In an apparent sign that federal prosecutors are zeroing in on the pain-drug maker Insys Therapeutics ($INSY), a Connecticut nurse and top prescriber has pleaded guilty to accepting $83,000 worth of kickbacks from the company.
As The New York Times reports, Insys previously disclosed that the feds are looking into its marketing practices. The company's biggest drug is Subsys, a spray form of the high-powered painkiller fentanyl approved only for use in cancer patients.
The nurse, Heather Alfonso, was one of Insys' paid speakers, and often collected fees for events attended only by an Insys sales rep, or by her own friends and colleagues, the NYT reports. As part of her plea agreement, Alfonso admitted that the speaking fees influenced her prescribing decisions. Prosecutors said that Alfonso prescribed Subsys to many patients who did not have cancer, the drug's only approved indication.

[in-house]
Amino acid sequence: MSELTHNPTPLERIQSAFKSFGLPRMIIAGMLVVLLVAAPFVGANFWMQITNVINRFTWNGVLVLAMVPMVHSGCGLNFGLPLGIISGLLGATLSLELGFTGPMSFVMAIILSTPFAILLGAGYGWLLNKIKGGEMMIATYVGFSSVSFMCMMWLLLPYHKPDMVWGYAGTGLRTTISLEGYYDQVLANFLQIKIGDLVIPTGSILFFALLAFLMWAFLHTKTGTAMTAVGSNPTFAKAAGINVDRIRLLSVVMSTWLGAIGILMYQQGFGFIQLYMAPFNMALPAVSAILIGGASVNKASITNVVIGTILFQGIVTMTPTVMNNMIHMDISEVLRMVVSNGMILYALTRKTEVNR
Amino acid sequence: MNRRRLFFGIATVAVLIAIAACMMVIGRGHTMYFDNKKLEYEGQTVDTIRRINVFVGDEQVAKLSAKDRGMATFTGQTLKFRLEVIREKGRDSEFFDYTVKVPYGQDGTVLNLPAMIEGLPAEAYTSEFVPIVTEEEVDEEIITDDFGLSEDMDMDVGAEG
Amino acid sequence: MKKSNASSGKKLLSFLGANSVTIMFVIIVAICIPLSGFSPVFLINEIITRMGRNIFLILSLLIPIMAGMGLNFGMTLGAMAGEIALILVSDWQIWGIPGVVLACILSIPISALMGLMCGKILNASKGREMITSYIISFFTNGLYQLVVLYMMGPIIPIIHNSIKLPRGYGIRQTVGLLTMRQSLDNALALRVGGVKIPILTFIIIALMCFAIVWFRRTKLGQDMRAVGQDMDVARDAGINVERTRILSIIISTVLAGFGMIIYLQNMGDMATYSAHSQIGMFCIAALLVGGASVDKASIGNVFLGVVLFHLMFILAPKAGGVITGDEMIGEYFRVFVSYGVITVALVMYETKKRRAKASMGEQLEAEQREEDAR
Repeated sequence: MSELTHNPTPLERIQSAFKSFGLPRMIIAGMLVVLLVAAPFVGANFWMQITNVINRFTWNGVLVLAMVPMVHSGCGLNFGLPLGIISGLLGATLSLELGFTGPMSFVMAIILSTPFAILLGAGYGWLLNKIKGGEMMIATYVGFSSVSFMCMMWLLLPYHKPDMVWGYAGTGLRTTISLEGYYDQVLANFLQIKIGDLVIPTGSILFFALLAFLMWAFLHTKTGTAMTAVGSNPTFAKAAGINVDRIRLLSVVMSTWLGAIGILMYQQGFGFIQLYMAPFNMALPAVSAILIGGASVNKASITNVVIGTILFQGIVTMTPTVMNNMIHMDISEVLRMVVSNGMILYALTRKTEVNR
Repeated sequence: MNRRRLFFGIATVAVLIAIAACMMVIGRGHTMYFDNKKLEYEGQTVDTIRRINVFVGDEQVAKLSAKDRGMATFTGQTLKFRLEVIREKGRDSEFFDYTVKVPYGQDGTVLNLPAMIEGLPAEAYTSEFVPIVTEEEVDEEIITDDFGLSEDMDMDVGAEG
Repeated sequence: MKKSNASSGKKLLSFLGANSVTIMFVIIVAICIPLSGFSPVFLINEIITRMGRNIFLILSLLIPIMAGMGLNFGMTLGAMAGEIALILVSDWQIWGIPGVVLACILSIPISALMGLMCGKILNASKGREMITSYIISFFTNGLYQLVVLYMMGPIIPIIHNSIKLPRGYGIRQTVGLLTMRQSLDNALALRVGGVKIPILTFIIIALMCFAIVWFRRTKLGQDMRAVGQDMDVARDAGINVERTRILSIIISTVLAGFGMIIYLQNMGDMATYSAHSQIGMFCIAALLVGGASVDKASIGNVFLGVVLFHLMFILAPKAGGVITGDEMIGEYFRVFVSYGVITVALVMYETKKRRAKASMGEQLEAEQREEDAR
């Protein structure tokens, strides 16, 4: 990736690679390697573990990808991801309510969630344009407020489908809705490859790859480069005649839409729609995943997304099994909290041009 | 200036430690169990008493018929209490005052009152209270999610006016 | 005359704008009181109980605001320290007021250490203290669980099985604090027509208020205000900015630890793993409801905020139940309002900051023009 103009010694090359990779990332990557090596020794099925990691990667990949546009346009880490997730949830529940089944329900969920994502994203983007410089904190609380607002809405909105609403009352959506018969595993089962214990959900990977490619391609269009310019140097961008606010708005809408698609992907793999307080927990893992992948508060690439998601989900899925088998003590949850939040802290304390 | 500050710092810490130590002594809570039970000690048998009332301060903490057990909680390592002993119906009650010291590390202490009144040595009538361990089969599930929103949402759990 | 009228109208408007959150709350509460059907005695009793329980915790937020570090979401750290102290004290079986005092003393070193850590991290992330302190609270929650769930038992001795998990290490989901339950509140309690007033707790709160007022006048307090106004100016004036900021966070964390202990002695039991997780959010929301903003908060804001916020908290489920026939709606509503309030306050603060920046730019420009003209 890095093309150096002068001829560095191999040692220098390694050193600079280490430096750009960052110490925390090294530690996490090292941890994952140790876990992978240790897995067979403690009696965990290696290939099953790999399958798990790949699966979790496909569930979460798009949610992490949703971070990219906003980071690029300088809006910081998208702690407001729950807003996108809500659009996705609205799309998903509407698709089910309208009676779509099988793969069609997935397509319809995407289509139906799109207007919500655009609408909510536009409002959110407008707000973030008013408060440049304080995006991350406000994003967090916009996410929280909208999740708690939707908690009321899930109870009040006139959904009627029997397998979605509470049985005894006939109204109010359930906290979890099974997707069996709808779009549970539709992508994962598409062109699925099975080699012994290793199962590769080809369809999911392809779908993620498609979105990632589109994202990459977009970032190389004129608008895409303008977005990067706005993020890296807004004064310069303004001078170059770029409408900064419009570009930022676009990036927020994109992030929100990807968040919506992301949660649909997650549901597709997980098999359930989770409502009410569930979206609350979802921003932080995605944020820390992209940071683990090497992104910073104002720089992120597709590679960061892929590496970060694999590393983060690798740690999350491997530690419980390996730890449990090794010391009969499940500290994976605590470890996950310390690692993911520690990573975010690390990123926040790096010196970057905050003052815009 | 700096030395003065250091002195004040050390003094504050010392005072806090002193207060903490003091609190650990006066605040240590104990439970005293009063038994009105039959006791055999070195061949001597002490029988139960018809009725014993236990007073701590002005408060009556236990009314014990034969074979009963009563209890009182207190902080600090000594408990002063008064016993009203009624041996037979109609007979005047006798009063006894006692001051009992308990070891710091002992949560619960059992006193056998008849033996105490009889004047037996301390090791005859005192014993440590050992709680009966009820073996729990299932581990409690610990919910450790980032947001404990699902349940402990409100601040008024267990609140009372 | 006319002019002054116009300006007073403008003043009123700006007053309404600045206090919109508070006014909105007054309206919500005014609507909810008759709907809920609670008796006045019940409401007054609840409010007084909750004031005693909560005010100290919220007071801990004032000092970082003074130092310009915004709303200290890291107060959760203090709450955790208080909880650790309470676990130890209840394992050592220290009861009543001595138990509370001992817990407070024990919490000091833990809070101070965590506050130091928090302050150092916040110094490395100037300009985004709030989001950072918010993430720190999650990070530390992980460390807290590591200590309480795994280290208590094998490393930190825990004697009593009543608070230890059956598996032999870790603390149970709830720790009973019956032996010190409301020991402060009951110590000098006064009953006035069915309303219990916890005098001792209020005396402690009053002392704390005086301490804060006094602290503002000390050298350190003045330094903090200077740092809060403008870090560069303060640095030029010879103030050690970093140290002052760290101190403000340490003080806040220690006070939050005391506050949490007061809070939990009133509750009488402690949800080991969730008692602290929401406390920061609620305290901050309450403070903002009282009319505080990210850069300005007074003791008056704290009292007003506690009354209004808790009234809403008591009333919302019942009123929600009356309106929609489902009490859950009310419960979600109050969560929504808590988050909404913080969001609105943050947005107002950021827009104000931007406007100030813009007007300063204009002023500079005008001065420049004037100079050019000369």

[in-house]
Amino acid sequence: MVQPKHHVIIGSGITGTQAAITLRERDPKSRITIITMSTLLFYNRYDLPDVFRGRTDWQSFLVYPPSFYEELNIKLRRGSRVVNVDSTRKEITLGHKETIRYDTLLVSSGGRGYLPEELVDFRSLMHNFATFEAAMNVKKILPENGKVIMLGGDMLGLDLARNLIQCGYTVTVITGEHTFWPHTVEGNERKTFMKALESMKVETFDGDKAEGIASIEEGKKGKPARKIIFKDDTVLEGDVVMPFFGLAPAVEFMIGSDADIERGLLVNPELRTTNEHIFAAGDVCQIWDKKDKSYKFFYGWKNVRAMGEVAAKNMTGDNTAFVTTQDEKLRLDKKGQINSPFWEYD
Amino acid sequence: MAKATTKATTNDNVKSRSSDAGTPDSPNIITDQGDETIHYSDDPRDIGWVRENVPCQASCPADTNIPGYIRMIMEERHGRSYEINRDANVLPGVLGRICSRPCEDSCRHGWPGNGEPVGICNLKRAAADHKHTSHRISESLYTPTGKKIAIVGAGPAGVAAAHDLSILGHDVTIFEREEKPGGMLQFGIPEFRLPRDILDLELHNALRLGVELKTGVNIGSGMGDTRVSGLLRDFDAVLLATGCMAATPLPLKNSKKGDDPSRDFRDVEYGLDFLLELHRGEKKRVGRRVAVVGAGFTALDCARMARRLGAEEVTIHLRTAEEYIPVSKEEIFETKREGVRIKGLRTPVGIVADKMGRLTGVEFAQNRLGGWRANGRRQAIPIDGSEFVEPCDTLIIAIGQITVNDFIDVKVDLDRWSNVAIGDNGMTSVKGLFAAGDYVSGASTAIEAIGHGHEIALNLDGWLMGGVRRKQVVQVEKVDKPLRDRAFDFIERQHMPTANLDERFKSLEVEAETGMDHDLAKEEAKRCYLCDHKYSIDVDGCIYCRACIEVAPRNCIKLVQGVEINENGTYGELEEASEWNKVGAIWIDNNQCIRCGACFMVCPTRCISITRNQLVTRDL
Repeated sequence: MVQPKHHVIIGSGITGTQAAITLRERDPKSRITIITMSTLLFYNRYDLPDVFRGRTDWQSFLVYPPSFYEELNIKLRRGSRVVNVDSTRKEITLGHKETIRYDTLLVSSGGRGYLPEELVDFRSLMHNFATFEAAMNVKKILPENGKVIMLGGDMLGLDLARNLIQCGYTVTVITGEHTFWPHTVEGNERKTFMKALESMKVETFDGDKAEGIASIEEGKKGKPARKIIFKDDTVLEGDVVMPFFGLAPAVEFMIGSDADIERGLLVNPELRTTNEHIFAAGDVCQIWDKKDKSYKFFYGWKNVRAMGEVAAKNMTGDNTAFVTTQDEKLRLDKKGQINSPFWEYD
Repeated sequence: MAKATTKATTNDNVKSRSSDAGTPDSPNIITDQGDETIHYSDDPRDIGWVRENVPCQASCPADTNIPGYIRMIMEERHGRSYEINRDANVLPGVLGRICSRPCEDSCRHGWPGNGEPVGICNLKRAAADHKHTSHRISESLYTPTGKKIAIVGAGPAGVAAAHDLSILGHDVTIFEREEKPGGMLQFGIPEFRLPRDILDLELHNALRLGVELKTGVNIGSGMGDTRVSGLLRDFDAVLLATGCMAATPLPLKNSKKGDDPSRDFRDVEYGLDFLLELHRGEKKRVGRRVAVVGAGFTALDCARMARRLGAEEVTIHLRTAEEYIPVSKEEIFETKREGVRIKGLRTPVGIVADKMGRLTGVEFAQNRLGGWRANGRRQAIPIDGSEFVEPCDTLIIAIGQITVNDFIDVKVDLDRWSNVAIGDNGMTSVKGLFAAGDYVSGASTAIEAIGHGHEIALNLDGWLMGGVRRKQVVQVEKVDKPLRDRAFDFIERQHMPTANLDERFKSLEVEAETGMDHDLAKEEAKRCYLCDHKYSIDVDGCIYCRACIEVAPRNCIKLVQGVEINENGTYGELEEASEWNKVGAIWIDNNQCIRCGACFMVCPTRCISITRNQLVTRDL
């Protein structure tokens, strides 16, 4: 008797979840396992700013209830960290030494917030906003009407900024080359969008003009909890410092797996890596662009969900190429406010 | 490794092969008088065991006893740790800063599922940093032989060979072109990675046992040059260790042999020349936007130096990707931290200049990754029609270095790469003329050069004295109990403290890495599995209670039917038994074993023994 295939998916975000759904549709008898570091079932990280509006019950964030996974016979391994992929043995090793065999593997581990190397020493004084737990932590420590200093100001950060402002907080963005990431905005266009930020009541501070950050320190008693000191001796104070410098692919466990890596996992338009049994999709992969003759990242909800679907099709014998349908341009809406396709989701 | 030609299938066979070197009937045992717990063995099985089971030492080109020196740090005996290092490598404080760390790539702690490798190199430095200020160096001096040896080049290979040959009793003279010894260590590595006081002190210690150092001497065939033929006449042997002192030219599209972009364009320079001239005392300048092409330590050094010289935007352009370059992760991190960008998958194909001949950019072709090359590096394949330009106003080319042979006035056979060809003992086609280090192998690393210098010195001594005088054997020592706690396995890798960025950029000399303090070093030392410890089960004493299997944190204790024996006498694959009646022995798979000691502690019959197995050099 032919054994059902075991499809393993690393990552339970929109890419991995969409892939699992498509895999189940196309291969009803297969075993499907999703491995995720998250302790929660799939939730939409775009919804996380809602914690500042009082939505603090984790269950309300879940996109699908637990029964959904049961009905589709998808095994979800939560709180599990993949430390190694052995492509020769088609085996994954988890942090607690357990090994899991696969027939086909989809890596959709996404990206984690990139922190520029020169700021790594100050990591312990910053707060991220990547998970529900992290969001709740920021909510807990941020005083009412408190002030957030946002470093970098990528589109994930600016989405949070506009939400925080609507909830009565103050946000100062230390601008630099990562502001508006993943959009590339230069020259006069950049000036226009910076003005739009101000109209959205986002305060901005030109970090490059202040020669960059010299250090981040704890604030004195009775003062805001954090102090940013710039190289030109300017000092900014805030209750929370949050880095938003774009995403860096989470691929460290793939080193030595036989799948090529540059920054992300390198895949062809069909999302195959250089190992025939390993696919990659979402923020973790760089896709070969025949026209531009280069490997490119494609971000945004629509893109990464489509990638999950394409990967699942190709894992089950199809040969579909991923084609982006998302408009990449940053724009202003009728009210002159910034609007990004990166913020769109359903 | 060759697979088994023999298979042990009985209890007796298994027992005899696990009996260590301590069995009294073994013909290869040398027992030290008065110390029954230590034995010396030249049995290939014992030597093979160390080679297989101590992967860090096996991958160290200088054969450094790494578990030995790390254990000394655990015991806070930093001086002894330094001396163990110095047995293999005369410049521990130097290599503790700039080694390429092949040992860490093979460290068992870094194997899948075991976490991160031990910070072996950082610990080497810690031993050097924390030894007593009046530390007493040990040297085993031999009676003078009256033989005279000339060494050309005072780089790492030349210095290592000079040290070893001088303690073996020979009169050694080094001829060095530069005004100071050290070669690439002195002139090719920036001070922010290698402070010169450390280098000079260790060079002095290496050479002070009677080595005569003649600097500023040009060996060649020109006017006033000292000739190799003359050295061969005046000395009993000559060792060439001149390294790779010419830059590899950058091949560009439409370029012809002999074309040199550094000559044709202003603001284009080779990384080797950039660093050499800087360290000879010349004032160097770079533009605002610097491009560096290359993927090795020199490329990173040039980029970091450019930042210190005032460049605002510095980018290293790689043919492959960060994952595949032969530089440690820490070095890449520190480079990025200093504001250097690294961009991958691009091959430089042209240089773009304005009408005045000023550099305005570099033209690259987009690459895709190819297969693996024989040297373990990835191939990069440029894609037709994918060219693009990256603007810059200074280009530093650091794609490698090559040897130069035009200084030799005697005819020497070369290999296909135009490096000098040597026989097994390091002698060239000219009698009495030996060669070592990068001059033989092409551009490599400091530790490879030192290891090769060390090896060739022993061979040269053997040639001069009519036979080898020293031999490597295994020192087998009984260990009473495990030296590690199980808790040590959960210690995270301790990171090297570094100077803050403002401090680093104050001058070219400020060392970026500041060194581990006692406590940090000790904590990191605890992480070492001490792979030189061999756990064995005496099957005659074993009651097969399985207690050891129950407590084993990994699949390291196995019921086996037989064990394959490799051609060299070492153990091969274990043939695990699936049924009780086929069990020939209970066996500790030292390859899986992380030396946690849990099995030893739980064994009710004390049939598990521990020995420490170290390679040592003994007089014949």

Subsys sales have grown quickly, despite its narrow market. The sublingual spray brought in $219.5 million for 2014, more than double its $95.8 million total the previous year. Fourth-quarter 2014 sales alone amounted to more than $60 million.
Insys sales reps previously told the Times that they were trained to begin talking about cancer pain with doctors and other potential prescribers--like Alfonso--and then move into a more general discussion about pain. Last year, script numbers showed that half of Subsys prescriptions were being written not by oncologists or pain specialists--as the FDA had directed--but by other types of providers, including GPs and dentists.
|Former federal prosecutor Marcella Auerbach|
Now, the prosecutors' move against Alfonso can't be a good sign for the company, one legal expert told the newspaper. "I think it means big trouble for the company," former federal prosecutor Marcella Auerbach told the Times. "I think it takes two to tango to do kickbacks--a giver and a receiver."
There's precedent for that sort of thinking. The long-term care pharmacy provider Omnicare ($OCR) in 2009 settled kickback claims with the Department of Justice, which cited its recommendations in favor of Johnson & Johnson's ($JNJ) antipsychotic drug Risperdal. J&J later found itself fighting DOJ claims that it paid kickbacks to Omnicare, aiming to boost Risperdal scripts.
- see the NYT story